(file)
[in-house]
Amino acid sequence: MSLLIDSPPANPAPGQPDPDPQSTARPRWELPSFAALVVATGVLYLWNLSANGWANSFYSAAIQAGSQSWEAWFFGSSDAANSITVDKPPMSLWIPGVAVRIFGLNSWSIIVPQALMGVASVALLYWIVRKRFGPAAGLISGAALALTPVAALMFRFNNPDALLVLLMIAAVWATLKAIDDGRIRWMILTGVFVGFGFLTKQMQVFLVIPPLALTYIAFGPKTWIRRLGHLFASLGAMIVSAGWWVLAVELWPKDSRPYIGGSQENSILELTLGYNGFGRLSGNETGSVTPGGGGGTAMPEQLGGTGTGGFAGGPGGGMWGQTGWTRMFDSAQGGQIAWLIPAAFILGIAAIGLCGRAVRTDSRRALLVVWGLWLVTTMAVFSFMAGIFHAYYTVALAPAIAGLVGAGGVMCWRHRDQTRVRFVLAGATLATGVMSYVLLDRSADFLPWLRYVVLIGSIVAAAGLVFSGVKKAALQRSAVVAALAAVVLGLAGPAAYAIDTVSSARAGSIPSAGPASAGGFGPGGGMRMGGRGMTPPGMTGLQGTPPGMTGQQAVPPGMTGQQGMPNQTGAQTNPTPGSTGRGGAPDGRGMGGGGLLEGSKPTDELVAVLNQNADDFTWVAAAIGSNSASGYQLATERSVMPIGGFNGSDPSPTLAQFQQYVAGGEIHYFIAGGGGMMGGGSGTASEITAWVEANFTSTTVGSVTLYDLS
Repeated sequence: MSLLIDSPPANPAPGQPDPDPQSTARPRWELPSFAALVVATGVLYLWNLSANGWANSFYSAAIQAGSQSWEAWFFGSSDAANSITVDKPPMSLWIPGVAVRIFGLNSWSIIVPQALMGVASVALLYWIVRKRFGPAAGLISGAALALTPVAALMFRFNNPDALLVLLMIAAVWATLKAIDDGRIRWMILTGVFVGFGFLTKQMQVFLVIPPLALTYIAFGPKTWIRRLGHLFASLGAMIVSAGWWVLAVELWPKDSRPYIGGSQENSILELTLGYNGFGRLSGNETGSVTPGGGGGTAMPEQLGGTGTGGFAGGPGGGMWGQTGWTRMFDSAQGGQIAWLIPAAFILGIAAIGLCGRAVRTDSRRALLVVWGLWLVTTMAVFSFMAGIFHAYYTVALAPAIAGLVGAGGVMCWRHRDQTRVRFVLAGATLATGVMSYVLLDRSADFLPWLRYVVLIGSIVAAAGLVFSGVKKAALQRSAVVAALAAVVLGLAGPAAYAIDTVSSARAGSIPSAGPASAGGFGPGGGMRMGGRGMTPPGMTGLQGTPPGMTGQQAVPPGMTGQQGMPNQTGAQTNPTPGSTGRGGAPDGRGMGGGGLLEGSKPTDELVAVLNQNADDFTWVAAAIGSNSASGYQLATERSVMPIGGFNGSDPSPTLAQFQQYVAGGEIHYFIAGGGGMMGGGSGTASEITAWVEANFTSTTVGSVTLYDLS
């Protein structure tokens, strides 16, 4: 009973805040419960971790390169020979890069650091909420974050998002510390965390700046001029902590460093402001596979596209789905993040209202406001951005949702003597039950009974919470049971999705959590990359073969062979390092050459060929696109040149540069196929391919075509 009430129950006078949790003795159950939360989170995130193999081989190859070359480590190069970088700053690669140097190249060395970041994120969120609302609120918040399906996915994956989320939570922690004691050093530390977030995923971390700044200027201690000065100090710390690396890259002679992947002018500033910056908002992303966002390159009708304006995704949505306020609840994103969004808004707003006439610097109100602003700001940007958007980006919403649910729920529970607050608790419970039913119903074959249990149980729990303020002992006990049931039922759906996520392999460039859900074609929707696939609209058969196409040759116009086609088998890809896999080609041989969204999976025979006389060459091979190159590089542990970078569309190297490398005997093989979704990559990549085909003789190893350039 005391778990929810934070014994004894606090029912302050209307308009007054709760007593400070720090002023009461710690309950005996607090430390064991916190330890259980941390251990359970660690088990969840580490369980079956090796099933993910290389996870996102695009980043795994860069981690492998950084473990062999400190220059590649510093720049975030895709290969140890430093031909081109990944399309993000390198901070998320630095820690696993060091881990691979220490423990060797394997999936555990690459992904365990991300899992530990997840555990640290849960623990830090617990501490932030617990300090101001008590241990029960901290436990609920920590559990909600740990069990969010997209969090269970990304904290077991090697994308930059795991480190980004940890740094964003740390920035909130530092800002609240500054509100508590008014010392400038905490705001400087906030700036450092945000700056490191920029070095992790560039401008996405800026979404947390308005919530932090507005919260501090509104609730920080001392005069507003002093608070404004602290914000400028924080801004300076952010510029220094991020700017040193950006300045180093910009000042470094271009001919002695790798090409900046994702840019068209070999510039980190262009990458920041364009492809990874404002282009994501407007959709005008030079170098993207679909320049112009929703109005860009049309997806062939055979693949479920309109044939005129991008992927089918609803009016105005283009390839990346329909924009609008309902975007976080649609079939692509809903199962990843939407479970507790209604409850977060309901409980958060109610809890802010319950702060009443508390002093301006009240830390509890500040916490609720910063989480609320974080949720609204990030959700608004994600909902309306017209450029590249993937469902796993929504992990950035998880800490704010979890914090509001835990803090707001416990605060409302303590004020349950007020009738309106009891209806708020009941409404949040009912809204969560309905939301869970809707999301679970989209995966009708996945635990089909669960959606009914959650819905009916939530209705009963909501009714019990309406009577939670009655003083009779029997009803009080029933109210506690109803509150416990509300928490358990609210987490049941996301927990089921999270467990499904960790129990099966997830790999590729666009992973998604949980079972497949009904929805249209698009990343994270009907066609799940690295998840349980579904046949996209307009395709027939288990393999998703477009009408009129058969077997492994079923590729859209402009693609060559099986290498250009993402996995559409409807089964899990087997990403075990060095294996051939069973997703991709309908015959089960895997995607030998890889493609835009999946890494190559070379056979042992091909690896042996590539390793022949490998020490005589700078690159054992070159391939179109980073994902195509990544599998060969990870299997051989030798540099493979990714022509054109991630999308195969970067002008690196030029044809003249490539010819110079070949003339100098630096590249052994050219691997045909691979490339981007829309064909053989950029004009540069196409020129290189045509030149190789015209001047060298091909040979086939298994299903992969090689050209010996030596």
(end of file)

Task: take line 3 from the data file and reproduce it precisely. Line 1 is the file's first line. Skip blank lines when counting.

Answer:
Repeated sequence: MSLLIDSPPANPAPGQPDPDPQSTARPRWELPSFAALVVATGVLYLWNLSANGWANSFYSAAIQAGSQSWEAWFFGSSDAANSITVDKPPMSLWIPGVAVRIFGLNSWSIIVPQALMGVASVALLYWIVRKRFGPAAGLISGAALALTPVAALMFRFNNPDALLVLLMIAAVWATLKAIDDGRIRWMILTGVFVGFGFLTKQMQVFLVIPPLALTYIAFGPKTWIRRLGHLFASLGAMIVSAGWWVLAVELWPKDSRPYIGGSQENSILELTLGYNGFGRLSGNETGSVTPGGGGGTAMPEQLGGTGTGGFAGGPGGGMWGQTGWTRMFDSAQGGQIAWLIPAAFILGIAAIGLCGRAVRTDSRRALLVVWGLWLVTTMAVFSFMAGIFHAYYTVALAPAIAGLVGAGGVMCWRHRDQTRVRFVLAGATLATGVMSYVLLDRSADFLPWLRYVVLIGSIVAAAGLVFSGVKKAALQRSAVVAALAAVVLGLAGPAAYAIDTVSSARAGSIPSAGPASAGGFGPGGGMRMGGRGMTPPGMTGLQGTPPGMTGQQAVPPGMTGQQGMPNQTGAQTNPTPGSTGRGGAPDGRGMGGGGLLEGSKPTDELVAVLNQNADDFTWVAAAIGSNSASGYQLATERSVMPIGGFNGSDPSPTLAQFQQYVAGGEIHYFIAGGGGMMGGGSGTASEITAWVEANFTSTTVGSVTLYDLS